An image shows what the proposed addition to Lewiston High School might look like. Russ Dillingham/Sun Journal Buy this Photo

LEWISTON — Math teacher Kathleen Knight is a three-year veteran of switching classrooms at Lewiston High School. In hallways filled with students, Knight battles for space between classes, pushing a cart covered with her books and supplies to teach a geometry or statistics course in a classroom that changes each period.

She moved up in the ranks this year — all classes are on one floor so no elevator required — that wasn’t the case the previous two years. Having classes throughout the building on different floors in different wings, Knight would ride the one freight elevator, while moving through congested hallways to reach her scheduled classroom.

The traveling teacher brigade has less time with their students between periods, can not decorate their classrooms and have minimal time to set up before class.

This year there are 17 traveling teachers.

What began a few years ago as building a long-awaited performing arts center has turned into a classroom wing expansion that meets the needs of Lewiston High School, which is nearly 50 years olds.

“It has metamorphosized quite a bit since then,” said Jay Dufour, assistant principal of Lewiston High School. “We’re really trying to look at all of the needs of the school. We’ve reached capacity where room usage is almost 100% capacity almost every period.

“It’s getting to the point where if we wanted to add additional classes or additional programs, we ask ourselves where are we going to put those things,” Dufour added.

The proposed $13.4 million expansion plan, if approved Nov. 5, would move special education students plus others studying the visual and performing arts out of the basement and into the new wing. It would also enable members of the traveling teachers brigade, like Knight, to finally get their own classroom.  The proposal would improve security at the main entrance and add an ADA-compliant elevator, which the building lacks.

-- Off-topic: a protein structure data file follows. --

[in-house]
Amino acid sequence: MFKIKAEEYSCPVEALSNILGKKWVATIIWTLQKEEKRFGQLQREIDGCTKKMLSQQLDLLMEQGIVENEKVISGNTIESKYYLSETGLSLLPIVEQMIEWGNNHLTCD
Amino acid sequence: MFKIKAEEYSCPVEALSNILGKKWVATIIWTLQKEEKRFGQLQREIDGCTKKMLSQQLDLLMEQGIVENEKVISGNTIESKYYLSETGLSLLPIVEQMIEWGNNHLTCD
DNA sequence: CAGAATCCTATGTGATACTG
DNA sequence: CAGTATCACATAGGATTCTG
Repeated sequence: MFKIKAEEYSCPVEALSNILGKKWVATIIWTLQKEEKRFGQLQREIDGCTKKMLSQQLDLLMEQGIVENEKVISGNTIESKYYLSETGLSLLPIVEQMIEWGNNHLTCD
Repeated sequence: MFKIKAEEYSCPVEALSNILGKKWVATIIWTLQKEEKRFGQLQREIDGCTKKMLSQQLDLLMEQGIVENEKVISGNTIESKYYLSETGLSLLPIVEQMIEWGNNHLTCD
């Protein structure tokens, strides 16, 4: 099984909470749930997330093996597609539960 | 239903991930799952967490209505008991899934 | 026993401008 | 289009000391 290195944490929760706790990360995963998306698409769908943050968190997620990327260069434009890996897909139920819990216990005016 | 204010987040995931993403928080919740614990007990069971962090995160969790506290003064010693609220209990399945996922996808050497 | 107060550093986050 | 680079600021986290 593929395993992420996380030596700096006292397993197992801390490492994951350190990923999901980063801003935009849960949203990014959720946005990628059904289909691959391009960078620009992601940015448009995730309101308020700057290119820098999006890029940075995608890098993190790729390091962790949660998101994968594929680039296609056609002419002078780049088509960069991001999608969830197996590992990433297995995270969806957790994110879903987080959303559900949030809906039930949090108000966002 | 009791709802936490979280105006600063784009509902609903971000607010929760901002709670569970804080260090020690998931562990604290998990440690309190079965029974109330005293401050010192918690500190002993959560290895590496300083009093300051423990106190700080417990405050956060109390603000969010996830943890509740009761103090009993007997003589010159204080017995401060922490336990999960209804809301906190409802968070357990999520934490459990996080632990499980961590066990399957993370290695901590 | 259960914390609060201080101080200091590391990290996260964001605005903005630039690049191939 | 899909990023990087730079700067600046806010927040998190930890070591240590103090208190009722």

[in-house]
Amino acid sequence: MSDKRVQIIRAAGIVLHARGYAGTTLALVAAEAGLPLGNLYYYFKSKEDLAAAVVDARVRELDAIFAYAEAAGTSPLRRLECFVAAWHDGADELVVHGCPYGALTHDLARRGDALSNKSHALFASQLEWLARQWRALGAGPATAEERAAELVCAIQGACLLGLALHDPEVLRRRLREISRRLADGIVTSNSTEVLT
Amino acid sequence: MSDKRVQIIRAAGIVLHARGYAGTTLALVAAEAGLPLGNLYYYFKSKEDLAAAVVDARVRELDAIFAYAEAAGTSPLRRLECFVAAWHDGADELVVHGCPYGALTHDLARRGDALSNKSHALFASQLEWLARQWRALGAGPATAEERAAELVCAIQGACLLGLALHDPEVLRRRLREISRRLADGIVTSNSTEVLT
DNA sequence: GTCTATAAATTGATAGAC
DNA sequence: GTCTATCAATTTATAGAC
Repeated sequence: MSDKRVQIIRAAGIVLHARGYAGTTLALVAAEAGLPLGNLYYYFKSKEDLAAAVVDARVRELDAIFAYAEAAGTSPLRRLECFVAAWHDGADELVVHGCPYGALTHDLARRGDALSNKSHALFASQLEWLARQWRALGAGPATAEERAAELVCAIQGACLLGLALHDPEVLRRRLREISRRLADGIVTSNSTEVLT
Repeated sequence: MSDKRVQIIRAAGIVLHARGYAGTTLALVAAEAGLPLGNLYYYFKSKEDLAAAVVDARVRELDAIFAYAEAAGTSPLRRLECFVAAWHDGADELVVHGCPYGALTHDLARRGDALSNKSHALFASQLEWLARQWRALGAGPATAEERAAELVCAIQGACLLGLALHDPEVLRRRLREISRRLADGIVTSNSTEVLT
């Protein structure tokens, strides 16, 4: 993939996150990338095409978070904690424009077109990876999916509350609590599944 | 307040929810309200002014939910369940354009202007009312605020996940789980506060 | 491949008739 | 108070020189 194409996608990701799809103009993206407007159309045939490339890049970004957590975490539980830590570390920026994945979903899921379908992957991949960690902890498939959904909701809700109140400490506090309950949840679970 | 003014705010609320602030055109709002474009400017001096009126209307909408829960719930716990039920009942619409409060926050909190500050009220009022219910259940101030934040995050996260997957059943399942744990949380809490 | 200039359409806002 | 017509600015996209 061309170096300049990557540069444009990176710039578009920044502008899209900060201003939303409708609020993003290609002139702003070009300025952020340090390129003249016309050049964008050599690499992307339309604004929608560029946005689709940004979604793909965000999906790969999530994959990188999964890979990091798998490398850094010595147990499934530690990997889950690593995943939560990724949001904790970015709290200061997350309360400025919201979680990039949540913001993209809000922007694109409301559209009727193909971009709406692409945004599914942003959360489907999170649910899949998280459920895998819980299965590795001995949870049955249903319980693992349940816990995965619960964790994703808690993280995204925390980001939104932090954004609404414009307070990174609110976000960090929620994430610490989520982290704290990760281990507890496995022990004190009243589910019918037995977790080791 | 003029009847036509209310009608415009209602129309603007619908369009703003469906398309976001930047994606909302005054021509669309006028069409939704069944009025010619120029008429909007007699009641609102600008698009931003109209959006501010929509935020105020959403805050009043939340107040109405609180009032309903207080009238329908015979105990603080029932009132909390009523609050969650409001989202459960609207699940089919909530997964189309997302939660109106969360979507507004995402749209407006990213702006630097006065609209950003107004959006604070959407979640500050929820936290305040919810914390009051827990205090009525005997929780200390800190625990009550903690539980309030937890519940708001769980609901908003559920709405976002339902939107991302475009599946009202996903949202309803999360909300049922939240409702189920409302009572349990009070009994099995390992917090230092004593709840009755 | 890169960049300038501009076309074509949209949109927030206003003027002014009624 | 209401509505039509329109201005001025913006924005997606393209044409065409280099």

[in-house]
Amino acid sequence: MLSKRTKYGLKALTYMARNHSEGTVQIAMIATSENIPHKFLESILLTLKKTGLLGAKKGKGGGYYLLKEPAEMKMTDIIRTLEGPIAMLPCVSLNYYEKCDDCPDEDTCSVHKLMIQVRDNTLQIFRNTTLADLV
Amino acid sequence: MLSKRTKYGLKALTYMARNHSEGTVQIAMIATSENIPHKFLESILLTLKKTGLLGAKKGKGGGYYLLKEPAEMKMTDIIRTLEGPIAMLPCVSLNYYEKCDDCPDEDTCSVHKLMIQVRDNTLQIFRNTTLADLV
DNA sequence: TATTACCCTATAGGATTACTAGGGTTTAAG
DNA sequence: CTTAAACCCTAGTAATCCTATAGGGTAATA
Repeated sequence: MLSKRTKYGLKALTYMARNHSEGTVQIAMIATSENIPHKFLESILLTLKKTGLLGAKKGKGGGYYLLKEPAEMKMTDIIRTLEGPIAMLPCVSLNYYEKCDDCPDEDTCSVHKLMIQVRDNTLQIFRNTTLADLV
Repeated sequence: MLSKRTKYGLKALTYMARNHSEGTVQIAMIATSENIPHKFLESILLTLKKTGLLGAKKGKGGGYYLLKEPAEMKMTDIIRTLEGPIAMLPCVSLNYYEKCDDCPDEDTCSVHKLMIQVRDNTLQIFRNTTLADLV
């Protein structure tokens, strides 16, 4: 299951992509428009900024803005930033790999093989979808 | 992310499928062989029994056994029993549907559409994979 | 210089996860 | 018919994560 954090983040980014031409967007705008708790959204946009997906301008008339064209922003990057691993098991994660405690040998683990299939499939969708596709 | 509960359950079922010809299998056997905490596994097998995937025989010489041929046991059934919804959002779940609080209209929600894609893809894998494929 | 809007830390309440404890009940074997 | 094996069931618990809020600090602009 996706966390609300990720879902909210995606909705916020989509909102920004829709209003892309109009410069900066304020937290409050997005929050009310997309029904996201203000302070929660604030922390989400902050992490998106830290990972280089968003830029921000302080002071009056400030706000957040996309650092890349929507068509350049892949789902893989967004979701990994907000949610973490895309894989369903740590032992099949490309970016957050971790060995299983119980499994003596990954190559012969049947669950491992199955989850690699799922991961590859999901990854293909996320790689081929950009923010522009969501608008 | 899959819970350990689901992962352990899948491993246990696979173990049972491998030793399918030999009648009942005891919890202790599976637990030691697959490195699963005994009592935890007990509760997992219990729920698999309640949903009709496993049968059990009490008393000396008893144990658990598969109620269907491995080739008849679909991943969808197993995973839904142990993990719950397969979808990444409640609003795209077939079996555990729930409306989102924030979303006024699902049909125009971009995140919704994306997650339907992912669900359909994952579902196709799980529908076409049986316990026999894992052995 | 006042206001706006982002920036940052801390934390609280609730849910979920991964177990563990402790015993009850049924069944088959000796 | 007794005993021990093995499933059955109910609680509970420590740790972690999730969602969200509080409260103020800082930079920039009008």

“The classes downstairs are not as conducive to learning as they should be,” Dufour said. “We want to get our special education students, who have the highest needs, up here more in the mainstream which is where they should be.”

Officially opened 45 years ago, with the Class of 1974 as its first graduating class, the added wing could double the building’s lifespan past 100 years.

“This school was so well built and so well maintained, the city could easily get another 50 years out of it,” School Committee member Francis Gagnon said.

Into the basement

In the early 1970s, ground was broken along East Avenue for a new Lewiston High School. Construction was expected to take roughly two years to complete. To cut costs, city officials eliminated an indoor swimming pool and the auditorium, which included space and classes for band, chorus and other arts.

As teachers, students and other volunteers began moving books, boxes and other supplies to the new school during the summer of 1973, they discovered something was missing.

Where was the band room?

No one realized that the location of the band room was supposed to be in the auditorium — the same auditorium that was cut from the project before construction. Moving it into the main section of the building was never considered.

With little time remaining before the first day of school, officials scrambled and found space in the basement. The 60-plus member band settled into a crowded storage room, with no chairs for the first few months and poor acoustics.

That was the start of Lewiston holding classes in the building’s basement.